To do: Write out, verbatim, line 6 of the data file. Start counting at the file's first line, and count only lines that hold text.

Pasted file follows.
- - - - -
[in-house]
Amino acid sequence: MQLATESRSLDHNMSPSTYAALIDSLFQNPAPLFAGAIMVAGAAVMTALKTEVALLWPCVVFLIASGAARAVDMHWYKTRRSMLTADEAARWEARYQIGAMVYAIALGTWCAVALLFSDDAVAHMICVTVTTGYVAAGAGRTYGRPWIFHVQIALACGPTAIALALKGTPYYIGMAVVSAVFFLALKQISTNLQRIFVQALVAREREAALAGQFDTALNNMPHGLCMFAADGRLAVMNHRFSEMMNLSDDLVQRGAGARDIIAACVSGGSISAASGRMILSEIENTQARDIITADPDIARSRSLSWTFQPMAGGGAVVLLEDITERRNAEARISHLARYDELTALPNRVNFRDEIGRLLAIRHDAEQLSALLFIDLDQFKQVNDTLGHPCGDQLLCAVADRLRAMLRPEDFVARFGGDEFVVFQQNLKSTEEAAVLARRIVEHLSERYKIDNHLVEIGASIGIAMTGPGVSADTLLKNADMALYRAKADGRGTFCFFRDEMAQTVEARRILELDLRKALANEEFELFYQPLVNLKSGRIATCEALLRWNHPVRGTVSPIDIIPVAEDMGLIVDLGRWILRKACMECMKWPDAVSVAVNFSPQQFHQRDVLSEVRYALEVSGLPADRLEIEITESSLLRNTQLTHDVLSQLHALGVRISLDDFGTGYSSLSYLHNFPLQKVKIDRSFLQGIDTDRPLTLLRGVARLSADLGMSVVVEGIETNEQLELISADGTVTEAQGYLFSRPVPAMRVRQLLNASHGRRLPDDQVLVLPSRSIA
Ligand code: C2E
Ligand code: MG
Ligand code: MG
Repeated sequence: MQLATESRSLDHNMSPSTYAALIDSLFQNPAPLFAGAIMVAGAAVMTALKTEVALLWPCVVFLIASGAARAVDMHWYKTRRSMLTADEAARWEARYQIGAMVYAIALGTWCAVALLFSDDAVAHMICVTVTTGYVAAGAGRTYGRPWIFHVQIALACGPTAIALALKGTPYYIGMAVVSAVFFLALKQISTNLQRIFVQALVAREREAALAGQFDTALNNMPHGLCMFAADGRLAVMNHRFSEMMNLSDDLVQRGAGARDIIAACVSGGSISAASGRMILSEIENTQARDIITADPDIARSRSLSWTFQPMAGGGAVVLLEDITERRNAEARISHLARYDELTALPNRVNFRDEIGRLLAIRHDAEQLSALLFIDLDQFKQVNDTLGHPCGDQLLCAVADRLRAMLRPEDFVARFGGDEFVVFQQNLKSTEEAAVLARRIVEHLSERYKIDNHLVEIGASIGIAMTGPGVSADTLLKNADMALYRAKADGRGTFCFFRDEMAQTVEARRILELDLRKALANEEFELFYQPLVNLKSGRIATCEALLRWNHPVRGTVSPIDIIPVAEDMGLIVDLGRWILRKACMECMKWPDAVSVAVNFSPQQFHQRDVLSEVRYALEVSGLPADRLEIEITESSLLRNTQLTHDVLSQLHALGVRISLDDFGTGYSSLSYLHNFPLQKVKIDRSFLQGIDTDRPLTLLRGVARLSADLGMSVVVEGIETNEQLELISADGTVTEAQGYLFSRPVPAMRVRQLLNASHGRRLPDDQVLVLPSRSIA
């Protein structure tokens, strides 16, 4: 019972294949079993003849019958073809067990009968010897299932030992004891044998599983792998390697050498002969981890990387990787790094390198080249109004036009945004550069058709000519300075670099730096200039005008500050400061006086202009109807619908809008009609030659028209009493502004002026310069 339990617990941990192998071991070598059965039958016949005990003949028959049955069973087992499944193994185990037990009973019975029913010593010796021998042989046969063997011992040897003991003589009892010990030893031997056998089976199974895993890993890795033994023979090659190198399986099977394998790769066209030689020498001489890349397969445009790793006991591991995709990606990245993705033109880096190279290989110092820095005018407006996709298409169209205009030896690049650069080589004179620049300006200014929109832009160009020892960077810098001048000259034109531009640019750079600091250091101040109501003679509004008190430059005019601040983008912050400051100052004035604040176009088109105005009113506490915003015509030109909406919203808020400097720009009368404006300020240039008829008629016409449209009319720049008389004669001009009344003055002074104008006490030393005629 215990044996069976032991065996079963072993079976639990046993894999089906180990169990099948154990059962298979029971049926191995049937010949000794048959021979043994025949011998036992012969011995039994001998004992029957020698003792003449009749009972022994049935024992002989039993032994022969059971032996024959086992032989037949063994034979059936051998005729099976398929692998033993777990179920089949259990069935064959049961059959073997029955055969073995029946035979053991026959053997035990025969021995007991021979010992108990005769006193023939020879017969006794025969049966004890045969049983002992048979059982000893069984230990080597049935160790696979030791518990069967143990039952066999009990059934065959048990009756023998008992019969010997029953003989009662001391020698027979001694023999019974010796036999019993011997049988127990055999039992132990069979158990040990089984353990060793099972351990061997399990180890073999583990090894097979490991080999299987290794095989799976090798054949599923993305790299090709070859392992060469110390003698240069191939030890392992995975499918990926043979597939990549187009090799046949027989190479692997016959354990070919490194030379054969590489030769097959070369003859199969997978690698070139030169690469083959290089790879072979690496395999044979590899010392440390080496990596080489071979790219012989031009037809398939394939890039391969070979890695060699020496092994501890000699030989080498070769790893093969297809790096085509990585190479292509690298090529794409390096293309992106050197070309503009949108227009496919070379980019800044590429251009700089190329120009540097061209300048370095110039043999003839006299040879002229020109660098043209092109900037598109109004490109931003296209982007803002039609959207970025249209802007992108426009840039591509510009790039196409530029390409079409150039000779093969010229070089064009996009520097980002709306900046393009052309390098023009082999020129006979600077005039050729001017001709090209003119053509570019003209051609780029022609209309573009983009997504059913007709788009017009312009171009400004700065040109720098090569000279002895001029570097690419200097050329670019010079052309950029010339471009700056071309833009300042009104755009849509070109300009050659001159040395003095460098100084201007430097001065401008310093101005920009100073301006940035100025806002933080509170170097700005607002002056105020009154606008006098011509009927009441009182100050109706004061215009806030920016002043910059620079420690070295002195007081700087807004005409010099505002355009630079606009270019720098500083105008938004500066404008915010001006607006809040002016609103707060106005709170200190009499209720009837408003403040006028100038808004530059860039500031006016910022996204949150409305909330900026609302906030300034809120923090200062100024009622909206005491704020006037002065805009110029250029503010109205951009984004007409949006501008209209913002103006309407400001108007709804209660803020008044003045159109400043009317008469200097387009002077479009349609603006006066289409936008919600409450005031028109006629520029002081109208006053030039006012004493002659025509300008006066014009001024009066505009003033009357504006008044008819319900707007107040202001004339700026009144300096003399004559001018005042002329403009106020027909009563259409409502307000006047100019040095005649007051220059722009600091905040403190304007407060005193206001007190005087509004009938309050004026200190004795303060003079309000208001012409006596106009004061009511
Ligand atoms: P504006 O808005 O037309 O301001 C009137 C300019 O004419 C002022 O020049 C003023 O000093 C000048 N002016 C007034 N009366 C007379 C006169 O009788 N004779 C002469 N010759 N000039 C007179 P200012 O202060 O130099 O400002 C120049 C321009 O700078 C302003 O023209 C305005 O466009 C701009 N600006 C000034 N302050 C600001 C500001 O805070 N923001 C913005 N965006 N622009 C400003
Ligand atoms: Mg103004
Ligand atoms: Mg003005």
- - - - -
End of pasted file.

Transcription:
Repeated sequence: MQLATESRSLDHNMSPSTYAALIDSLFQNPAPLFAGAIMVAGAAVMTALKTEVALLWPCVVFLIASGAARAVDMHWYKTRRSMLTADEAARWEARYQIGAMVYAIALGTWCAVALLFSDDAVAHMICVTVTTGYVAAGAGRTYGRPWIFHVQIALACGPTAIALALKGTPYYIGMAVVSAVFFLALKQISTNLQRIFVQALVAREREAALAGQFDTALNNMPHGLCMFAADGRLAVMNHRFSEMMNLSDDLVQRGAGARDIIAACVSGGSISAASGRMILSEIENTQARDIITADPDIARSRSLSWTFQPMAGGGAVVLLEDITERRNAEARISHLARYDELTALPNRVNFRDEIGRLLAIRHDAEQLSALLFIDLDQFKQVNDTLGHPCGDQLLCAVADRLRAMLRPEDFVARFGGDEFVVFQQNLKSTEEAAVLARRIVEHLSERYKIDNHLVEIGASIGIAMTGPGVSADTLLKNADMALYRAKADGRGTFCFFRDEMAQTVEARRILELDLRKALANEEFELFYQPLVNLKSGRIATCEALLRWNHPVRGTVSPIDIIPVAEDMGLIVDLGRWILRKACMECMKWPDAVSVAVNFSPQQFHQRDVLSEVRYALEVSGLPADRLEIEITESSLLRNTQLTHDVLSQLHALGVRISLDDFGTGYSSLSYLHNFPLQKVKIDRSFLQGIDTDRPLTLLRGVARLSADLGMSVVVEGIETNEQLELISADGTVTEAQGYLFSRPVPAMRVRQLLNASHGRRLPDDQVLVLPSRSIA